Terminator Genisys, 2015
Directed by Alan Taylor
Starring Arnold Schwarzenegger, Jason Clarke, Emilia Clarke, Jai Courtney, J.K. Simmons, Dayo Okeniyi, Matt Smith, Courtney B. Vance, Byung-hun Lee
John Connor sends Kyle Reese back in time to protect Sarah Connor, but when he arrives in 1984, nothing is as he expected it to be.
Terminator Genisys was always going to struggle. Not only was it going to be a franchise sequel to what many believe is the cornerstone of both the action and science fiction genres, but it also had a rough ride in the early days of its marketing campaign. The announcement of its misspelled title was met with much amusement and mockery from the Internet and its first trailer received nothing but puzzled faces, cocked slightly to the left while mouthing the word, “what?”. But it’s not because it’s a sequel/reboot/reset to the Terminator franchise that Terminator Genisys fails. Nor is it boring because the marketing bods have tried at every turn to spoil every last facet of its plot. No, Terminator Genisys fails because it’s boring. Not only that, but it’s a boring, convoluted mess.
The opening 20-30 minutes of the movie work as a prequel/remake of James Cameron’s 1984 classic The Terminator as we see The Resistance fighting back against Skynet and winning, even witnessing the omnipotent machines sending back the T-800 to 1984 to kill Sarah Connor along with Kyle Reese volunteering himself to go back and protect her. Only when Reese lands back in the time of perms and terrible pop music, he finds a very different 1984 than the one he was expecting. It is revealed that another Terminator was sent back even further to when Sarah was a child to raise her to become warrior, thus changing the timeline. They do battle with a T-1000 in 1984 before travelling to 2017 using a time machine they built in a secret basement (?) in order to stop this new timeline version of Skynet named Genisys. Together, Kyle, Sarah and the Terminator she calls “Pops” must try and stop Judgement Day once and for all.
Sounds convoluted? Well, it gets worse. This review won’t go into spoilers (even though the trailers are doing a fine job of that themselves), but the further the movie dives into its story, the dumber and more contrived it gets. The opening act in the future and 1984 is actually quite fun with Alan Taylor perfectly re-creating Cameron’s original movie shot for shot, including dialogue (there’s even the punks by the telescope, but sadly no Bill Paxton). However from here, the film not only falls dramatically downhill, but also raises far too many questions for its own good.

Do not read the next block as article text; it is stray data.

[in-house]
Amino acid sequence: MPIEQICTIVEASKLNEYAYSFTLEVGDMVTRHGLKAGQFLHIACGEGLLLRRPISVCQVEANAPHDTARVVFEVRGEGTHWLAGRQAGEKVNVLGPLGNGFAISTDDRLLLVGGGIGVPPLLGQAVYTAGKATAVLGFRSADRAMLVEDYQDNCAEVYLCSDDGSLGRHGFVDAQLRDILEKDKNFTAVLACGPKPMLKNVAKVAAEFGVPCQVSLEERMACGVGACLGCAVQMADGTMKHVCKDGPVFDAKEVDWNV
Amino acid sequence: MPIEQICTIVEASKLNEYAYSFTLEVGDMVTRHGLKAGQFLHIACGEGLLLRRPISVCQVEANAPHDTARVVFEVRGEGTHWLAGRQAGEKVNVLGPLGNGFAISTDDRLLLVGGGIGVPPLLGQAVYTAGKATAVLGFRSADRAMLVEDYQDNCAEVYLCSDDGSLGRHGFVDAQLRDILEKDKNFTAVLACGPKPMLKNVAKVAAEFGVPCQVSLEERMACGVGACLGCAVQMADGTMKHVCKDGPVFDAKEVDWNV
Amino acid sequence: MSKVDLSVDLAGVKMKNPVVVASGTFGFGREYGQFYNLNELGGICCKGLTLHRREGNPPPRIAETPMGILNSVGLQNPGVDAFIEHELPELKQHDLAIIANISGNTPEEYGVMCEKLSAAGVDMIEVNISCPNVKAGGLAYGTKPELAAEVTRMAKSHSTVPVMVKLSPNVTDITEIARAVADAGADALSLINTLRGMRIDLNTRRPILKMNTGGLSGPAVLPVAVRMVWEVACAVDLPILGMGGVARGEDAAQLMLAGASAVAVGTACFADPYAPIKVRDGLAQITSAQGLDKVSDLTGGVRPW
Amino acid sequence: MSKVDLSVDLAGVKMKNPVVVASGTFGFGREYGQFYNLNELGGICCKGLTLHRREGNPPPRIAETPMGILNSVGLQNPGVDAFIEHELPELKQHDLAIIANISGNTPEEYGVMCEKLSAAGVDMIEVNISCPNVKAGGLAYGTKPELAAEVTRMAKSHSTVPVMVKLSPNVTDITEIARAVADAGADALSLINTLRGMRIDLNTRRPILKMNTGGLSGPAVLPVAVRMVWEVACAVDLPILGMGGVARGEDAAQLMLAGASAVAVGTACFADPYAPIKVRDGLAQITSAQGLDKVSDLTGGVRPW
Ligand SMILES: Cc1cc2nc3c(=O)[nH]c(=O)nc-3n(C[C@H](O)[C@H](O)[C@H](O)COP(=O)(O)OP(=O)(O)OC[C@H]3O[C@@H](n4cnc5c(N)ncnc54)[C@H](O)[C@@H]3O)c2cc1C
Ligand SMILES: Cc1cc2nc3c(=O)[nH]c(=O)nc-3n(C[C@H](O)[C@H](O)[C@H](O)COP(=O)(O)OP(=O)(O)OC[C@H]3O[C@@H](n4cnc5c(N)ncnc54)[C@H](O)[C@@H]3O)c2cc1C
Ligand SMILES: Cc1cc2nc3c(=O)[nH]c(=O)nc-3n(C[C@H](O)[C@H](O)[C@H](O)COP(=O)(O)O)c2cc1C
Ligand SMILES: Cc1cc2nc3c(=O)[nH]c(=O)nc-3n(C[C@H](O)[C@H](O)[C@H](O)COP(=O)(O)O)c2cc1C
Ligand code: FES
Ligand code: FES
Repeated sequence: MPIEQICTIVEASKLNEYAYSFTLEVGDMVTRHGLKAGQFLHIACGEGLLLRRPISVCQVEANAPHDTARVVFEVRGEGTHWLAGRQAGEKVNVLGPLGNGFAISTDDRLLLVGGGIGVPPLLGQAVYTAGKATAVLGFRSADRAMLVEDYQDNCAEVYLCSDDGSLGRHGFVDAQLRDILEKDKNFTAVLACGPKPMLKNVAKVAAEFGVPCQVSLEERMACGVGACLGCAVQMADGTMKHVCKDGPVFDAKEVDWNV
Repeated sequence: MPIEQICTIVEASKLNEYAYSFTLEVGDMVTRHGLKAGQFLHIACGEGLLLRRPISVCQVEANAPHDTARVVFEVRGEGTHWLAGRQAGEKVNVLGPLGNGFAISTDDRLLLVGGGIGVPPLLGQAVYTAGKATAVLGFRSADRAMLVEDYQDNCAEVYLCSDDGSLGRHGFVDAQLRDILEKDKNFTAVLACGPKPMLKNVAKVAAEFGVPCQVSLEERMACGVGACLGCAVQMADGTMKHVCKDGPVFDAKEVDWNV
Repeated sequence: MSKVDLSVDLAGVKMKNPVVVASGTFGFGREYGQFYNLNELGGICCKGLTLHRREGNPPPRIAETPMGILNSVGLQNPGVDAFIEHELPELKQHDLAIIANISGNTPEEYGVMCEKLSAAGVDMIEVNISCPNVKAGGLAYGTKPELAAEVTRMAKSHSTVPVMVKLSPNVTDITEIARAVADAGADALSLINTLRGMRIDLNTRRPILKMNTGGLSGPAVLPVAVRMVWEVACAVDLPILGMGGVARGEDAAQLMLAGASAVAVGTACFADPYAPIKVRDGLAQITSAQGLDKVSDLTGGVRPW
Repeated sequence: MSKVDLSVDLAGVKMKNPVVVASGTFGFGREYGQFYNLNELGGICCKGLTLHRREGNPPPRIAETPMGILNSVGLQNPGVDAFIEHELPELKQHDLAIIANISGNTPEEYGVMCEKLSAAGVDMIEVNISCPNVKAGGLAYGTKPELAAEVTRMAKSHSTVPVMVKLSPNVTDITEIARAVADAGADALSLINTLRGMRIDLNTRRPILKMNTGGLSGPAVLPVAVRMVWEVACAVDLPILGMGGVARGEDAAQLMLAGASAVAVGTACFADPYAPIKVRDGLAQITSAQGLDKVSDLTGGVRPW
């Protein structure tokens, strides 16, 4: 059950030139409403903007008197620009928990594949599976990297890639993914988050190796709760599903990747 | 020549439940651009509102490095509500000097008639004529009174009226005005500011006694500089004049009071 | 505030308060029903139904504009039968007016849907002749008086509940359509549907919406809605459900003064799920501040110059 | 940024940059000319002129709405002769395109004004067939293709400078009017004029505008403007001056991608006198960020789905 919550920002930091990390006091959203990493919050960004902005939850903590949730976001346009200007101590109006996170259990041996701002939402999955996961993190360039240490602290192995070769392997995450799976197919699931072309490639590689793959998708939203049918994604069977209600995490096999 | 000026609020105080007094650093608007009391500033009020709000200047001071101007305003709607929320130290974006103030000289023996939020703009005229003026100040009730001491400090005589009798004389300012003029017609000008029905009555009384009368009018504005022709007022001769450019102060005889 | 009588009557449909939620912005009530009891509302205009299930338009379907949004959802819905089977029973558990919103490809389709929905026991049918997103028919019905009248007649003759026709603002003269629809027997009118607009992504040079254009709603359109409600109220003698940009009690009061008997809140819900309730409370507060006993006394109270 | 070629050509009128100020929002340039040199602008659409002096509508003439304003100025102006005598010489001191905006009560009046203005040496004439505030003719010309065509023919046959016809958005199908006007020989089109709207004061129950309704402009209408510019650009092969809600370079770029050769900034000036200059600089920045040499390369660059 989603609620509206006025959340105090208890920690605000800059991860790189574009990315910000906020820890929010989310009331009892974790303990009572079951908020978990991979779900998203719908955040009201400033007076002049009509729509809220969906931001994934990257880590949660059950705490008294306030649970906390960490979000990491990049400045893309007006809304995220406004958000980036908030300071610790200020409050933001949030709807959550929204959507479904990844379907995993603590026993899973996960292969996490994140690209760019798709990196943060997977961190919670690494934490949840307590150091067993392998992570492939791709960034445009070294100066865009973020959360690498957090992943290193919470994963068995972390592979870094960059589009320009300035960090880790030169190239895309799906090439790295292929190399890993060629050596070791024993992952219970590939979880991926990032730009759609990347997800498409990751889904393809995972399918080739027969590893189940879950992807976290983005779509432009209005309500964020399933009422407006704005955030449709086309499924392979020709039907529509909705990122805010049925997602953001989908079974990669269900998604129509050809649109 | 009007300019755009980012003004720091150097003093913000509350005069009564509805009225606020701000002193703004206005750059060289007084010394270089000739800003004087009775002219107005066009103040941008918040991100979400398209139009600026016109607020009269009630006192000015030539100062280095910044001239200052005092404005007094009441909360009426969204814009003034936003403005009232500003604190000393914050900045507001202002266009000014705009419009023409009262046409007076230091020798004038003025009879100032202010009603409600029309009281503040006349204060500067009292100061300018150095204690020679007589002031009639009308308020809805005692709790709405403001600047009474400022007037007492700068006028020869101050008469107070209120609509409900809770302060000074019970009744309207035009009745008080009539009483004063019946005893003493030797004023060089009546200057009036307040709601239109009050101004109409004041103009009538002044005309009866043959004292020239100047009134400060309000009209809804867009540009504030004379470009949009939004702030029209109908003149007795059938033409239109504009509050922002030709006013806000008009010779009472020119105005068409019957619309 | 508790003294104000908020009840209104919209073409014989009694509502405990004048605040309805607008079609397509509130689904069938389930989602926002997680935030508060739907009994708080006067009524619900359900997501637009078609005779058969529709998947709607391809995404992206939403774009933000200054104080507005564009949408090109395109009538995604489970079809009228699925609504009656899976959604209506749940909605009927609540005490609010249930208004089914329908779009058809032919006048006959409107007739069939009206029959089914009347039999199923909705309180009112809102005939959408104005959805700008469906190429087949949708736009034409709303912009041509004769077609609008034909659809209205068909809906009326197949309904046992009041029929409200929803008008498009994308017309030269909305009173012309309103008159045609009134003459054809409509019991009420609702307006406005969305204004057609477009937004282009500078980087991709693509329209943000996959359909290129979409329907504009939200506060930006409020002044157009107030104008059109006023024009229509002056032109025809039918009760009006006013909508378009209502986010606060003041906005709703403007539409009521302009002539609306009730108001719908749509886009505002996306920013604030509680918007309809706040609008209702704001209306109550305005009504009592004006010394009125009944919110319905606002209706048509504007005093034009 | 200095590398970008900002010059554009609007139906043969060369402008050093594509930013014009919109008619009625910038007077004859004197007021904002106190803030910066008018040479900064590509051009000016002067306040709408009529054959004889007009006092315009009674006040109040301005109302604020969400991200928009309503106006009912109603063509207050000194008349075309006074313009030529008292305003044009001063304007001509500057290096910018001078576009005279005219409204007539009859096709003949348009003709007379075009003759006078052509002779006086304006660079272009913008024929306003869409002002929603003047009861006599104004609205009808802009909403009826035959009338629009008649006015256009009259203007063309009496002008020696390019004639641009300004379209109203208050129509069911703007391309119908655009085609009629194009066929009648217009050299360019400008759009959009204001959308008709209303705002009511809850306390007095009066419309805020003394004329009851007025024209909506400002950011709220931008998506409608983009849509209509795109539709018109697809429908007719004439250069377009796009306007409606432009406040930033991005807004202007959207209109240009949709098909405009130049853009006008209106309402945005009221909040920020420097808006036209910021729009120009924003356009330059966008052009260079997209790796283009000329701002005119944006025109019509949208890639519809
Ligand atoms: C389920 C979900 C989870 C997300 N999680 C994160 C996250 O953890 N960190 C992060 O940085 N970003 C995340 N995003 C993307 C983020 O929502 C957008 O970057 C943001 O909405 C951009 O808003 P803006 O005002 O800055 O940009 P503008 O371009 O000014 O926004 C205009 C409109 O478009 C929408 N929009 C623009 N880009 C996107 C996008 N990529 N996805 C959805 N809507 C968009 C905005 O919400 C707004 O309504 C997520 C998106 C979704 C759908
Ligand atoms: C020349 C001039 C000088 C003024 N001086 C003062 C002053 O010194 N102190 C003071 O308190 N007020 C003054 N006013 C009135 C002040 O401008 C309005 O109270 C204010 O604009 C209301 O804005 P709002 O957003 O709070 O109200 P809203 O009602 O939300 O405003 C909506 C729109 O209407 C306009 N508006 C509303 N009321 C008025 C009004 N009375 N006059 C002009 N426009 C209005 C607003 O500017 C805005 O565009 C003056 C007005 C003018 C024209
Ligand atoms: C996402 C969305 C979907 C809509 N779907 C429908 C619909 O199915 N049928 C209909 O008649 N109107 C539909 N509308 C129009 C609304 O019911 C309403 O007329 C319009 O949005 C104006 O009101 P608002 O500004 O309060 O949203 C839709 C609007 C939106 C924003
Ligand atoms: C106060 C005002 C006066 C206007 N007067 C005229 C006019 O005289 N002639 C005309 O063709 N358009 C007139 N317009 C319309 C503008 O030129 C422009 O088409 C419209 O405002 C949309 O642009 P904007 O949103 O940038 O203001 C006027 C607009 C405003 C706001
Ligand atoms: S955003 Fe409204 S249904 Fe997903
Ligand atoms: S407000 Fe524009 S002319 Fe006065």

If this is the past of 1984 that we’re supposed to know and love, then why is the T-1000 there? The film offers no explanation, which leads you to assume that he’s only there because the writers like the character and added in him as fan service. Like Superman Returns and X-Men: Days of Future Past, Terminator Genisys cherry picks moments from the franchise’s story while disregarding others and hoping the audience won’t notice. The movie asks you to pretend that Terminator 2: Judgement Day, Terminator 3: Rise of the Machines and Terminator: Salvation don’t exist (the last one in particular), but then rewards you for being a fan of the franchise by reminding you about the parts you love. It’s trying to have its cake and eat it.
And the plot holes that run throughout are staggering, simply staggering. The movie tries so hard to be clever, but then can’t work out how it’s meant to be so clever, so it just throws in techno-babble jargon in an effort to cloud their laziness. How can Kyle Reese remember past memories of a life he never led? It’s okay, Arnie has an explanation that makes no sense, and we move on to the next problem. If the original Terminator was so easy to kill, why did the original Kyle Reese struggle so much? This Reese is better, I guess. How can Kyle and Sarah interact with a John Connor who has not been conceived but still managed to be sent back in time? Time travel, probably. In fact, the whole set-up doesn’t make sense because if the timeline was reset by the Terminator protecting Sarah from a young age, then why were the scenes in the future still from the timeline where Sarah Connor defeated the Terminator in original 1984?